posted by Stacey at 11:47 AM on July 6, 2015 [2 favorites]

Make sure to throw some good games on that wish list too...even reading gets old after a while. Eventually you'll need a ride home right? That's something to ask about...and maybe the route from hospital to house goes by the ice cream parlor...
posted by sexyrobot at 12:11 PM on July 6, 2015 [1 favorite]

I agree with others that say when people offer to help, they mean things they can do for you that you can't do or would be difficult for you to do because of the surgery. Its not an opening to solicit gifts. If they ask if they can get you anything, by all means mention your wishlist but specifically asking for gifts just because you're having surgery is tacky IMO.

In my experience, being in hospital isn't really a gifts situation beyond flowers and edibles (if you're allowed to eat)
posted by missmagenta at 12:12 PM on July 6, 2015 [2 favorites]

I tend to agree with the people who'd look at this with a side-eye: what about having surgery would make it difficult to buy your own books or use your local library's digital service? If I'm offering to help, it's to do something that you can't do.

That said, I'm in Canada where being in hospital is not generally a financial imposition. If you're genuinely facing financial hardship, even of the 'we're trying to cut some expenses during this time' variety rather than the 'crushing long term debt' variety, it would become more acceptable to say something. I still wouldn't flat out ask people to buy me things, but I might say something like "Obviously with me off work, things will be a bit tight budget-wise, and I'll be super bored, so if you've got ways to amuse me -- trashy magazines you're done with, Kindle loans (especially of books on my wishlist link: ), time wasting apps I just need to try -- please send them my way."
posted by jacquilynne at 12:14 PM on July 6, 2015 [1 favorite]

I would be far more likely to buy you a kindle book than I would a dog. A few dollars for a book is much better for me than having to cook something and take it to your house, which is dollars plus time. Being able to do the social expectation thing of showing that I care without too much outlay is great.
posted by Solomon at 1:04 PM on July 6, 2015 [2 favorites]

Response by poster: Opinions seem to be split. Ah, America!

I'll take the coward's way out. I'll ask Mr. Terrier to publish my wishlist on his Facebook page, after everyone's informed about my infirm. That way I'll "know nothing about it. Oh, that Mr. Terrier! He does think of everything! Thank you so much for this great book!"
posted by BostonTerrier at 1:06 PM on July 6, 2015 [4 favorites]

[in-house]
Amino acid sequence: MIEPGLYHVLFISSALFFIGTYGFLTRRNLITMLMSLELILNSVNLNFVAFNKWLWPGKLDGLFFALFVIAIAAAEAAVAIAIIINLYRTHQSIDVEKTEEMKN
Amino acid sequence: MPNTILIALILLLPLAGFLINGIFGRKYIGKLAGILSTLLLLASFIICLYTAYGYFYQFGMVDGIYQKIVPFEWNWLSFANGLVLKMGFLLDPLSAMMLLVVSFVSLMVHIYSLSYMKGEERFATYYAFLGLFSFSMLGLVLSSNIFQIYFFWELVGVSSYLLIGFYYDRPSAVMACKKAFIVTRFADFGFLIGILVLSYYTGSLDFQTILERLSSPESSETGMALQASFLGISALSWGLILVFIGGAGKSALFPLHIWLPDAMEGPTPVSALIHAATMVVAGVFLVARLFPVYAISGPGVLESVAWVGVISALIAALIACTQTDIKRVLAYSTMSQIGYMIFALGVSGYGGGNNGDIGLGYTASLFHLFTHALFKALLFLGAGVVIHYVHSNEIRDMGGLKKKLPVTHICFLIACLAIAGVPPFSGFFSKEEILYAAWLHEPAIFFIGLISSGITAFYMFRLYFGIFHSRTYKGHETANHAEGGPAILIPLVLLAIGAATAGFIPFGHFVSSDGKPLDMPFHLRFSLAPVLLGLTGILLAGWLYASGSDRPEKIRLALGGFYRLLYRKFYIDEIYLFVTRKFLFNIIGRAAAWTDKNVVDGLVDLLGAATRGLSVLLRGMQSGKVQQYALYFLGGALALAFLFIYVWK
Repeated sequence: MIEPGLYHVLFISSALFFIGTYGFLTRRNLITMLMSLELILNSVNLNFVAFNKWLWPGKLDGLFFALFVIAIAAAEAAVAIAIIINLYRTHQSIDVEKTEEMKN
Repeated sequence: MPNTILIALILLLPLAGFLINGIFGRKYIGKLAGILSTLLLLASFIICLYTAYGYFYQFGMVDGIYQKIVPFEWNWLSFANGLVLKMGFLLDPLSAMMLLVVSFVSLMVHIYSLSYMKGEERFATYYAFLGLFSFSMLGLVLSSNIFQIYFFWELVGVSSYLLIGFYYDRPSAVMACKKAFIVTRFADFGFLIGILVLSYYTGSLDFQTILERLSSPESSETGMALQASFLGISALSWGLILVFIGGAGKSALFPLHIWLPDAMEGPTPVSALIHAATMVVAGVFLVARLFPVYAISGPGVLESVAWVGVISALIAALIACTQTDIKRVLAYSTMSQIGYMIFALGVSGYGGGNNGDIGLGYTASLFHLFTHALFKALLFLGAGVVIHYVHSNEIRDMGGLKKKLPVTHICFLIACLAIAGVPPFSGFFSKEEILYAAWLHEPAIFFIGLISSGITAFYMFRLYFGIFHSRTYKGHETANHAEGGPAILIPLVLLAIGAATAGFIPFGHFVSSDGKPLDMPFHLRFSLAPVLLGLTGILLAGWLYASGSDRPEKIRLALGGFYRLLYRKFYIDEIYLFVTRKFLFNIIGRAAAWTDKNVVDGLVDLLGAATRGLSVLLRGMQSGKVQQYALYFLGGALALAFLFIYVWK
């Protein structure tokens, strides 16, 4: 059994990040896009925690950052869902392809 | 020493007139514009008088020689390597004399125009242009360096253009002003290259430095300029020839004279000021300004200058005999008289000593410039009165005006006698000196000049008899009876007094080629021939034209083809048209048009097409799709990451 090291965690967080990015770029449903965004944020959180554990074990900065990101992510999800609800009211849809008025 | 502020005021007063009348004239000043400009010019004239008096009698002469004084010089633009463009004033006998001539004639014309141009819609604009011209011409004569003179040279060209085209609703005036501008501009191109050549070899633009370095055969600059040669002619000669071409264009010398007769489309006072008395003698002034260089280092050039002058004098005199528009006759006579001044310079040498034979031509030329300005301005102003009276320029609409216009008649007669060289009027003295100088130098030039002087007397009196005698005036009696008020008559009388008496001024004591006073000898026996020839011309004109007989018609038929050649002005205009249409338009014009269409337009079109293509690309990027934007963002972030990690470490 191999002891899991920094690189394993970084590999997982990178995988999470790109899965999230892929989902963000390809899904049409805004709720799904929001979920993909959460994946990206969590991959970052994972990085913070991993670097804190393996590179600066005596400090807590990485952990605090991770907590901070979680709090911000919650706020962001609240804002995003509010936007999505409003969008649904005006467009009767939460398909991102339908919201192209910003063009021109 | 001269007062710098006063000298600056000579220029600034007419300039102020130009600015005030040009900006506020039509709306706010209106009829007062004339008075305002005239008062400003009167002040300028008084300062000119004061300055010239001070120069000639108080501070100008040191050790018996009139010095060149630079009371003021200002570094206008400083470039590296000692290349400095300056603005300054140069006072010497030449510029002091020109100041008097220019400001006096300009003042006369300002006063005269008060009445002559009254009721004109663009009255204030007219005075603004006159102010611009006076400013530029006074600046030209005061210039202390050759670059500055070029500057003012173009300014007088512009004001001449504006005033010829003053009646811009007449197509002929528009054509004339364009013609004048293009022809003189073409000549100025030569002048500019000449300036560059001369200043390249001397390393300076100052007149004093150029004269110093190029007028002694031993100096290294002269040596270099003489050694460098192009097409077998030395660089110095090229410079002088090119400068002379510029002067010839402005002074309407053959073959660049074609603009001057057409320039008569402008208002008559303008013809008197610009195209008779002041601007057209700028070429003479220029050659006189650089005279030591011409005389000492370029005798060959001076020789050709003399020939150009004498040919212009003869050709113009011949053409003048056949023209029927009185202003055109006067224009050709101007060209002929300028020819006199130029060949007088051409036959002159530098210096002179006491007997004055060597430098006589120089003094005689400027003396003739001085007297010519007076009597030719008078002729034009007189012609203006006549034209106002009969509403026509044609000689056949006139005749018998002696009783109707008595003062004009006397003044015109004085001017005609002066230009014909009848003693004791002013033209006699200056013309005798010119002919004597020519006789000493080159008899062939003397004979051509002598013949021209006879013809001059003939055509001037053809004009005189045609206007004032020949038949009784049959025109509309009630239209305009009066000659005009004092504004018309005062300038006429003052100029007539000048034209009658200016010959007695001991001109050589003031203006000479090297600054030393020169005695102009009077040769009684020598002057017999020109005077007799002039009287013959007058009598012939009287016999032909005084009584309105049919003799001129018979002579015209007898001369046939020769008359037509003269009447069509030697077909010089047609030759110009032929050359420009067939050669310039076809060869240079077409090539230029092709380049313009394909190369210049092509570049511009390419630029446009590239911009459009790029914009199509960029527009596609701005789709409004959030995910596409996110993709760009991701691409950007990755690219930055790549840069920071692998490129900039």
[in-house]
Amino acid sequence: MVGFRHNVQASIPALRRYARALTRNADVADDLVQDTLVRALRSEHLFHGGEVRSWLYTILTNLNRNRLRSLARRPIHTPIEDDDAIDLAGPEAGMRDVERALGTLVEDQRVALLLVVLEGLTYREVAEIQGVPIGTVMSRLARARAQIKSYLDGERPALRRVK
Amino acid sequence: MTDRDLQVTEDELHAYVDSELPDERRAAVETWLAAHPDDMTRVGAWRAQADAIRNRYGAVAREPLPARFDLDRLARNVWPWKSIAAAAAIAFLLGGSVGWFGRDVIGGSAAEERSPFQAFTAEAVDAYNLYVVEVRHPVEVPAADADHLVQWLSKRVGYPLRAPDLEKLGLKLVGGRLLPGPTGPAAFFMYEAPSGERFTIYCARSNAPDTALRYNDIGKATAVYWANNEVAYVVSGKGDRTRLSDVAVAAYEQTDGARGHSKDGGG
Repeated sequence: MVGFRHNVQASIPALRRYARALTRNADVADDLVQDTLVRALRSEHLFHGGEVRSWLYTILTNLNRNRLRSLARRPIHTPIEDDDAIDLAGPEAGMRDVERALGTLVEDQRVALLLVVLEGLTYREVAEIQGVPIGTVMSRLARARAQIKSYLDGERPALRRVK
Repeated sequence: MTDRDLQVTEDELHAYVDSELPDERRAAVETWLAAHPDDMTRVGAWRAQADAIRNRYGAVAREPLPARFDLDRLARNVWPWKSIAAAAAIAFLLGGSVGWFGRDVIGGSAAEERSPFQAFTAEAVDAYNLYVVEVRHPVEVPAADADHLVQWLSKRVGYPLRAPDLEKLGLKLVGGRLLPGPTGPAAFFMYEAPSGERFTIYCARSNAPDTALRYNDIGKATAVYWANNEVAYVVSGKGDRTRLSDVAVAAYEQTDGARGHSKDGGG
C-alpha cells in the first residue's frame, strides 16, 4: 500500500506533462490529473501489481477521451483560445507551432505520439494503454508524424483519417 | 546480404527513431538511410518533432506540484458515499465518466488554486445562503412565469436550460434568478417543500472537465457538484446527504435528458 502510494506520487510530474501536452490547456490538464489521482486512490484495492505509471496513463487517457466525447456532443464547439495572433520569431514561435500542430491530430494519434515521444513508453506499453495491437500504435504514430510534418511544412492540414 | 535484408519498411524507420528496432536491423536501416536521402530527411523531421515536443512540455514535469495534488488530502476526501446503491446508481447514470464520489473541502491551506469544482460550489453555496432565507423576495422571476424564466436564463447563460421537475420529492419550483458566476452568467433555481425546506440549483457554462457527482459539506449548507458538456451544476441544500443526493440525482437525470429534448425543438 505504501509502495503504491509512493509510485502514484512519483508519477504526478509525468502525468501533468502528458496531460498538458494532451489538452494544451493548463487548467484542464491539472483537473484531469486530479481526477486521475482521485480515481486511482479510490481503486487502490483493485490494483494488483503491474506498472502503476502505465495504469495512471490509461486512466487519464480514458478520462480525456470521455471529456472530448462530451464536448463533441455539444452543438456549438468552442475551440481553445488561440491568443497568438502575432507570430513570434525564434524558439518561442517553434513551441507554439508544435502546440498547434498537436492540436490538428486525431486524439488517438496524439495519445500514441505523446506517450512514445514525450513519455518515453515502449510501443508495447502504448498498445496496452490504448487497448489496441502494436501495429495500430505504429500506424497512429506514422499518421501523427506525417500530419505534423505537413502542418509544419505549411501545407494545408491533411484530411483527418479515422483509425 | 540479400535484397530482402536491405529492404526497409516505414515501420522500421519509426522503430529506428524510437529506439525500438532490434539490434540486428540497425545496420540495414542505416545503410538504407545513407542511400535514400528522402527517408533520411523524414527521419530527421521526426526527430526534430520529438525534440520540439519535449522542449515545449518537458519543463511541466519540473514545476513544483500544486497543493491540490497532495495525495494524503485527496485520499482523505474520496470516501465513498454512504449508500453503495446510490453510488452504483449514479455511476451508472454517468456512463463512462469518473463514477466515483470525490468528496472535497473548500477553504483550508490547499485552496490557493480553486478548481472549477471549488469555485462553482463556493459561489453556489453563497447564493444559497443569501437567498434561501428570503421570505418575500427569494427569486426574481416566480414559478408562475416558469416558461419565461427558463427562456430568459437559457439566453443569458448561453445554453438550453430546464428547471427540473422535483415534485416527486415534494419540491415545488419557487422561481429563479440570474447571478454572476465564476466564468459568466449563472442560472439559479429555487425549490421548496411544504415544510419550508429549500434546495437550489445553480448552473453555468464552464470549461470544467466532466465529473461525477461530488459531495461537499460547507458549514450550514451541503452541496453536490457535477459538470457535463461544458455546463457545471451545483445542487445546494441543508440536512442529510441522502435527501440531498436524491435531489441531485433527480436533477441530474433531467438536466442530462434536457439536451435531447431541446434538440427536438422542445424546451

Ugh! Ick! No! Don't do it! I would think very badly of an adult who did that. Now, if you happen to be a 10 year old, then that's okay. Otherwise, buy your own treats. Allow your friends to run errands for you, drive you places, bring you food, and the like. They are offering their time and it is polite to accept their time and then write a thank you note after. Also okay to buy them kindle books as thanks for the more tedious jobs.
posted by myselfasme at 1:08 PM on July 6, 2015 [1 favorite]

I wouldn't even ask Mr. Terrier to do that. My first response would be to ask why isn't he buying things for you, if it is so important. Once again, you are not 10 and this is not your birthday. I say no.
posted by myselfasme at 1:10 PM on July 6, 2015 [11 favorites]

Ah, America!

Canadian here, gotta agree that this would be tacky as hell.
posted by Sternmeyer at 1:10 PM on July 6, 2015 [1 favorite]

Response by poster: slinking into fetal position

I withdraw my plan.
posted by BostonTerrier at 1:21 PM on July 6, 2015

I have no intention of buying anyone a dog. I meant I wouldn't be likely to walk a dog.
posted by Solomon at 1:25 PM on July 6, 2015 [3 favorites]

I agree with ThePinkSuperhero- I would cringe a little too. Maybe I'm a misanthrope, but to me, when people say "oh, that's terrible, what can I do?", they're really saying "I'm so sorry to hear that, I hope you get through it okay. No, really I do." To point them to your Amazon wish list seems a bit gauche. Perhaps a bad comparison, but in my experience, when people ask "How are you?", they mean this to be a fiendly coversation starter, and the last thing they want to hear is a tale of woe.
posted by MacChimpman at 1:28 PM on July 6, 2015 [1 favorite]

I would totally buy you a book if it made you feel better! (But I personally don't want people in my house cleaning or dropping off food when I'm sick- the more solitude the better!)
posted by Mouse Army at 1:29 PM on July 6, 2015 [3 favorites]

I think it's a little tacky to advertise it but it'd be fine to instruct your spouse/bestie/SO/whatever to let people who might be going down the path of buying and sending you flowers, that in lieu of flowers you'd really rather have reading material. That comes across more as an instead-of-X-I'd-prefer-Y preference and not as a "please buy me stuff" thing.
posted by Kadin2048 at 1:49 PM on July 6, 2015 [2 favorites]

As you can see, this depends entirely upon your friend circle. My friends would think nothing of buying a little get well token, and have done so when I had a very scary surgery. I got lots of trashy magazines, a few great books, and even a couple of DVD series (this was pre-Netflix). They've done it for me, I've done it for them, and it's awesome and fine.

Are your friends like this? Then go for it! With our (the general "our") circles of friends being so multi-cultural these days, any friend you have who would get seriously cheesed off at you without considering that sometimes people do things differently and that's okay...maybe isn't a friend I'd like to keep around. I mean, I get a little huffy at things some of my friends do, but then I remember that they're not, like, committing murder or something and no one is forcing me to participate and I'm sure I've done stuff to make their eyes roll, too, but we're still friends!

If I was your friend, I would totally welcome this concrete, easy thing to do to help you during your recovery.